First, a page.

It’s easy to think of the Honda Civic as a basic economy car — small, cheap, efficient, and not much else. Even the Civic name is the perfect fit for a “cheap and cheerful” little runabout.
But the current Civic generation, which debuted as a 2016 model, is a different type of compact car. Its spacious interior, sprightly handling, aggressive styling, and advanced engines elevate today’s Civic to a different plane. And fresh updates for 2019 include a more user-friendly control layout, plus standard safety equipment on all models.
The Civic’s ample interior volume makes it a smaller, more fuel-efficient alternative to a midsize sedan like Honda’s own Accord. Indeed, some past Accord generations were smaller and less roomy than the Civic. It’s available as a four-door sedan (tested for this review) as well as an even more cargo-friendly five-door hatchback and a style-focused two-door coupe.
Meanwhile, its driving experience compares favorably to the Mazda3 and Volkswagen Golf, helping the Civic join the compact class’ favorites among driving enthusiasts, while offering extra-spacious rear seating that those two models sorely lack. The Civic’s steering is eager and responsive, and its composed suspension delivers a smooth ride along with high handling limits. Driving the Civic can put a smile on your face, while most compact cars settle for unassuming transportation.
We recommend opting for the Civic’s 1.5-liter turbocharged four-cylinder engine — standard on the hatchback and available on most coupe and sedan trims. It’s both zippy and tremendously fuel-efficient, trumping the base 2.0-liter non-turbo engine on both counts.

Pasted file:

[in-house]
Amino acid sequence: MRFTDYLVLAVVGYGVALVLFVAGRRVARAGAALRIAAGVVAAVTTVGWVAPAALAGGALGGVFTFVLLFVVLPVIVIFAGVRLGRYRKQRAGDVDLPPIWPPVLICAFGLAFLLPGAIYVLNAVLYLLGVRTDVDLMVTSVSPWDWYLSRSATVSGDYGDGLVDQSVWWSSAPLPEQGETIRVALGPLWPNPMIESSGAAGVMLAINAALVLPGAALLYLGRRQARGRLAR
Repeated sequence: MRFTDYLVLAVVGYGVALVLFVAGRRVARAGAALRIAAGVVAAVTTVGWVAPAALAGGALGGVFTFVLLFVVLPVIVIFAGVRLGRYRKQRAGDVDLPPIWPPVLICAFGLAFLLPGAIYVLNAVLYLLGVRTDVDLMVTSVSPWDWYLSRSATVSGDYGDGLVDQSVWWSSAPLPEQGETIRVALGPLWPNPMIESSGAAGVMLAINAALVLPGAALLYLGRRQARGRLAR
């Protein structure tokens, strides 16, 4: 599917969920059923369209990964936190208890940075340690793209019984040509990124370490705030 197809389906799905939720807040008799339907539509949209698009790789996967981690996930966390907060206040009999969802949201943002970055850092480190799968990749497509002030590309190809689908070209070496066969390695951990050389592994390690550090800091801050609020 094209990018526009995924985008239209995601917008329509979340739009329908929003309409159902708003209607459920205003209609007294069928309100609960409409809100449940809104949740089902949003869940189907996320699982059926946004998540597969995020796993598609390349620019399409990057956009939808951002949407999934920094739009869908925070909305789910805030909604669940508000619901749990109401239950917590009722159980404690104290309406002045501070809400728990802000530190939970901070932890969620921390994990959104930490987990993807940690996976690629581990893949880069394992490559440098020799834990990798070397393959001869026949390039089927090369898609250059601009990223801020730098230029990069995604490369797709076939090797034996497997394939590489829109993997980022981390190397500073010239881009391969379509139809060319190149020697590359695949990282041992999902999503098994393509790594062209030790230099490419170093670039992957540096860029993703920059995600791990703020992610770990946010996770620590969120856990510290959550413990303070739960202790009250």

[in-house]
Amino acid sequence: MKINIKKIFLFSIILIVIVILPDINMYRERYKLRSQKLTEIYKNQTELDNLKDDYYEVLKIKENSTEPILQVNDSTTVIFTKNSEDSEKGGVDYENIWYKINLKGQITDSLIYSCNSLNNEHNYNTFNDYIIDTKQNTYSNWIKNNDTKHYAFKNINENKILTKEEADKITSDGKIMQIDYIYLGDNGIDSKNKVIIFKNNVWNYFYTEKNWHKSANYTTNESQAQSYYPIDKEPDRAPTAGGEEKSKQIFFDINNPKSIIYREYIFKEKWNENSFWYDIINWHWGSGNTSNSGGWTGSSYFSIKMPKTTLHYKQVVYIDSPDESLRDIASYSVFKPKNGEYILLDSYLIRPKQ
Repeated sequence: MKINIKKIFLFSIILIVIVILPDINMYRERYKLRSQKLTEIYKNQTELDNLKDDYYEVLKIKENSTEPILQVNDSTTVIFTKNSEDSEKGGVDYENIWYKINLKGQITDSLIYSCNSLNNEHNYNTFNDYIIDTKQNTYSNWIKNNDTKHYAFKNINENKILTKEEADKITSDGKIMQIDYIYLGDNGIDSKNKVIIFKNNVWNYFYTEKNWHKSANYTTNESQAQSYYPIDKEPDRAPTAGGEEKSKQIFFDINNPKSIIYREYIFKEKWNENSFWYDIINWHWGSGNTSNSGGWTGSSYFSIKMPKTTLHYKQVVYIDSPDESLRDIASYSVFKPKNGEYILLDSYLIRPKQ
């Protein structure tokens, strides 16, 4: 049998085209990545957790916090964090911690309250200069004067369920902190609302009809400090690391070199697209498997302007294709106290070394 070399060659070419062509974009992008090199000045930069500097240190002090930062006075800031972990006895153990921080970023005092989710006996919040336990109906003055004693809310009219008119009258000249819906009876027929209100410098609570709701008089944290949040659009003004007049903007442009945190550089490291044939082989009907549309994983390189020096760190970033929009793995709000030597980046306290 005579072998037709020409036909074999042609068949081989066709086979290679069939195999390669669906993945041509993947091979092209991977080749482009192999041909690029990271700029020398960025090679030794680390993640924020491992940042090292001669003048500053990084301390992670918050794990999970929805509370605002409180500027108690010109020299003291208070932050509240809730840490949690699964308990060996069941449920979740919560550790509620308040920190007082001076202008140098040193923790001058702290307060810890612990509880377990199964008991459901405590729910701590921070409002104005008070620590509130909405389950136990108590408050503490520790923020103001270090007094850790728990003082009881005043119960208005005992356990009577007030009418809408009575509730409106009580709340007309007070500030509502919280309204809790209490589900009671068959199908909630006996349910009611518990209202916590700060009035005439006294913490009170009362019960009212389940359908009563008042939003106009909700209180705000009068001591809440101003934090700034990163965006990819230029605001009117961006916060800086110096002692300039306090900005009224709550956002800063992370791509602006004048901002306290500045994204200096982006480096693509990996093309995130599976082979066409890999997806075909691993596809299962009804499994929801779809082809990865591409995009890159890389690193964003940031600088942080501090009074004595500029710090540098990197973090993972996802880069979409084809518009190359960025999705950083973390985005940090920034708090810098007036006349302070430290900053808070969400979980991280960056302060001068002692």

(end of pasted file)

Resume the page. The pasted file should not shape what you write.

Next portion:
Although it varies by trim level and body style, the 1.5-liter Civic achieves EPA ratings of up to 36 miles per gallon in mixed driving, ranking it among the most fuel-thrifty non-hybrid cars you can buy today. (There’s no longer a Civic Hybrid, but the 52-mpg Honda Insight is heavily based on the Civic sedan.)
All these strengths don’t mean the Civic is perfect for everyone. If you are still searching for simple, straightforward transportation, you’d likely prefer a couple of excellent budget-priced competitors: the Hyundai Elantra or Kia Forte. These models are about value and user-friendliness rather than flashy looks or sporty handling. They have slightly higher seating positions than the low-slung Civic, and they have more straightforward dashboard controls. And they’re several thousand dollars less expensive than the Civic.
Tech lovers might also find the Civic disappointing for its class. Honda has improved the 2019 Civic’s infotainment system compared to the 2016-2018 model, replacing some cumbersome touch-sensitive controls with physical buttons and a volume knob. But the touchscreen remains smaller and slower to respond than the class norm, and the base LX model settles for an old-school display (which, to be sure, some buyers might prefer for its simplicity).
Overall, the Civic is an outstanding compact car. It brings pizzazz and driving pleasure at relatively affordable prices, while also providing standout fuel economy and a usefully spacious interior. Just be aware of its particular strengths and the tradeoffs they entail. Prices for the 2019 Civic start at $20,370.
To see more photos of the tested 2019 Honda Civic sedan, visit tinyurl.com/civic-sedan-current.